Private Heywood Francis Cluett

w gazzette oct 5 1917 h f cluett


Heywood Francis Cluett was born in Heytesbury Wiltshire in 1898, the son of Francis and Charlotte Cluett. His father was a Harness Maker by trade. In comparison to others on the school War Memorial it has been difficult to find much about him.

Although the Cluetts had moved to Lymington after Heywood was born, by the time of the 1911 census they were living in Sturminster Newton and he was aged 12. No doubt then he was one of the group of pupils who arrived at Blandford by train. In 1913 his mother died, Francis marrying again in 1914.

Given that he was posted to a battalion of an Irish Regiment,  the Inniskilling Fusiliers and that he would have only turned 18 in September 1916, Heywood would have been a conscript. He was killed during the Battle of Langemarck, which as part of the larger Third Battle of Ypres was part of the British and Empire armies’ attempt to break out of the Salient and take the higher ground which allowed German artillery observation of the town of Ypres.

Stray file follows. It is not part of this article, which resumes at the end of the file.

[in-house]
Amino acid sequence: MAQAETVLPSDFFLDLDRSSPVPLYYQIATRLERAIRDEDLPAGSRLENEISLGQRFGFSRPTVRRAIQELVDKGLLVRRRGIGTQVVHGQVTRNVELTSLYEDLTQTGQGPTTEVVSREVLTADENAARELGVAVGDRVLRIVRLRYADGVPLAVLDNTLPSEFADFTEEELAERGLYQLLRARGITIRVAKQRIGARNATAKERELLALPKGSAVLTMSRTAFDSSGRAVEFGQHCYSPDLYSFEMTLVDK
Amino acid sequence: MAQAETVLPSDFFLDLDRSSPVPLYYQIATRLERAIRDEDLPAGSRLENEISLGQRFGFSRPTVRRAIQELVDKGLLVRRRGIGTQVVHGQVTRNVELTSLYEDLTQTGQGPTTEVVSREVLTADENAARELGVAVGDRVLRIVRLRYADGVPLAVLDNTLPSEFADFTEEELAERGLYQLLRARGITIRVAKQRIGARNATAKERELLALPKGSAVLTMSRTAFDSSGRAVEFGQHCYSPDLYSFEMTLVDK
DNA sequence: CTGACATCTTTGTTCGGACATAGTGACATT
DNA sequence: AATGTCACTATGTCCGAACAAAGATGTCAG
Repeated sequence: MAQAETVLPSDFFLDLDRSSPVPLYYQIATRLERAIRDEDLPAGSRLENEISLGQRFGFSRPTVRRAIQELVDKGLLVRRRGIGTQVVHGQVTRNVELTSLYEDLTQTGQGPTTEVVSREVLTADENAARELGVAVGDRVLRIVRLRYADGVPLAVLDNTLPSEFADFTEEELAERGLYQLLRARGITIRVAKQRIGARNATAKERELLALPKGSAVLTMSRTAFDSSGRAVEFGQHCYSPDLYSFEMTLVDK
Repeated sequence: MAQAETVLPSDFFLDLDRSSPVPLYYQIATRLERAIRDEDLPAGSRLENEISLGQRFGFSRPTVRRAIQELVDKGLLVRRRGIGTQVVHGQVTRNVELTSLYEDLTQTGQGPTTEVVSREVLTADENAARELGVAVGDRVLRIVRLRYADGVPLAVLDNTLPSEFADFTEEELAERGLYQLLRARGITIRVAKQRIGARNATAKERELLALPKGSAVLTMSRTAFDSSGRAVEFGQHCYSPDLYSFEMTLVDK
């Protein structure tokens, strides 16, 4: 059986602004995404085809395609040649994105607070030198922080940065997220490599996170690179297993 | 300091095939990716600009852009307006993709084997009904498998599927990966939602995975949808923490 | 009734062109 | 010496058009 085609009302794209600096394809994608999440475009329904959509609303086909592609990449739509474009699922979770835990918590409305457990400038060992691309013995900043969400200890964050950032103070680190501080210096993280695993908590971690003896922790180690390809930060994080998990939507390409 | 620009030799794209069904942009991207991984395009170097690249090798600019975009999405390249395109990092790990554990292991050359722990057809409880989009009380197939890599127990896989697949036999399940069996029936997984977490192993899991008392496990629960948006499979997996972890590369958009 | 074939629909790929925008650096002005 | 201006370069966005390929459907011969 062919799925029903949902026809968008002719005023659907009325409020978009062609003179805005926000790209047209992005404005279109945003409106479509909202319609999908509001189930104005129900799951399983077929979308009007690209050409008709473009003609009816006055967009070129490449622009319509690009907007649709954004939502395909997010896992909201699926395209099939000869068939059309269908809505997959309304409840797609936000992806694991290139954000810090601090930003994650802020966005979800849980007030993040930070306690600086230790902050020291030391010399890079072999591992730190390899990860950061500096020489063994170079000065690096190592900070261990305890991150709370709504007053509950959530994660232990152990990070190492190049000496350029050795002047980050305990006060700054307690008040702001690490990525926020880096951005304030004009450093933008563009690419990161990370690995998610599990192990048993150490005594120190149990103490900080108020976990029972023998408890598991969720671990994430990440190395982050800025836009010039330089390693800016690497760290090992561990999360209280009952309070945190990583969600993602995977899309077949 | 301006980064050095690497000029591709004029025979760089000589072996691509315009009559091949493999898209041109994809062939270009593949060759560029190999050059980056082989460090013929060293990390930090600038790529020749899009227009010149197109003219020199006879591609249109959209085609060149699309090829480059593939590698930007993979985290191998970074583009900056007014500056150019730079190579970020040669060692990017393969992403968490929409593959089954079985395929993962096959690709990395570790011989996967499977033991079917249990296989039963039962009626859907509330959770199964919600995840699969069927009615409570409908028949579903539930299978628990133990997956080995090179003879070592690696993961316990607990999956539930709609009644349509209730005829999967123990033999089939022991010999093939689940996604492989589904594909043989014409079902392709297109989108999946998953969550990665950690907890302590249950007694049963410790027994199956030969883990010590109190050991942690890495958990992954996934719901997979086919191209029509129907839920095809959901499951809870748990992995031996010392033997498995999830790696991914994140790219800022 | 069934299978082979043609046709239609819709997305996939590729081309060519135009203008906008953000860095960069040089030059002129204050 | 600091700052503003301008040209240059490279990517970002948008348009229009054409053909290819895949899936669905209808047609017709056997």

He is buried at Dochy Farm New British Cemetery outside Ypres and as a group from The Blandford School saw visiting his grave in 2014, this is less than a mile away from the final objective on Passchendaele ridge where the massive Tyne Cot cemetery sits.


From the Battalion War Diary for the 7th Royal Inniskilling Fusiliers. The battalion set off on its attack at 04:45 on the 16th August 1917 with a strength of 20 Officers and 472 other ranks. By 09:21 “The battalion has been forced to retire (for) want of support. Casualties believed heavy” At the end of the entry for the 16th it puts the numbers at 16 officers and 368 other ranks. 78% of the battalion were dead, wounded or missing.

Tyne Cot (the objective) taken from Dochy Farm across the valley

In a letter from the Divisional Commander quoted in the Diary, the Inniskillings had ‘held the line for a fortnight in the worst of weather, under constant shelling and almost nightly gas attacks’ before even setting out of the attack on the 16th. Given the numbers of casualties the 7th and 8th Battalions were merged on the 23rd of August.

Heywood was still two months short of his 19th birthday. Given that he was an only child and unmarried one can only speculate how few people have visited his grave since 1917.

As well as the Blandford School Memorial, Heywood is commemorated at St Mary’s Church in Sturminster Newton.image1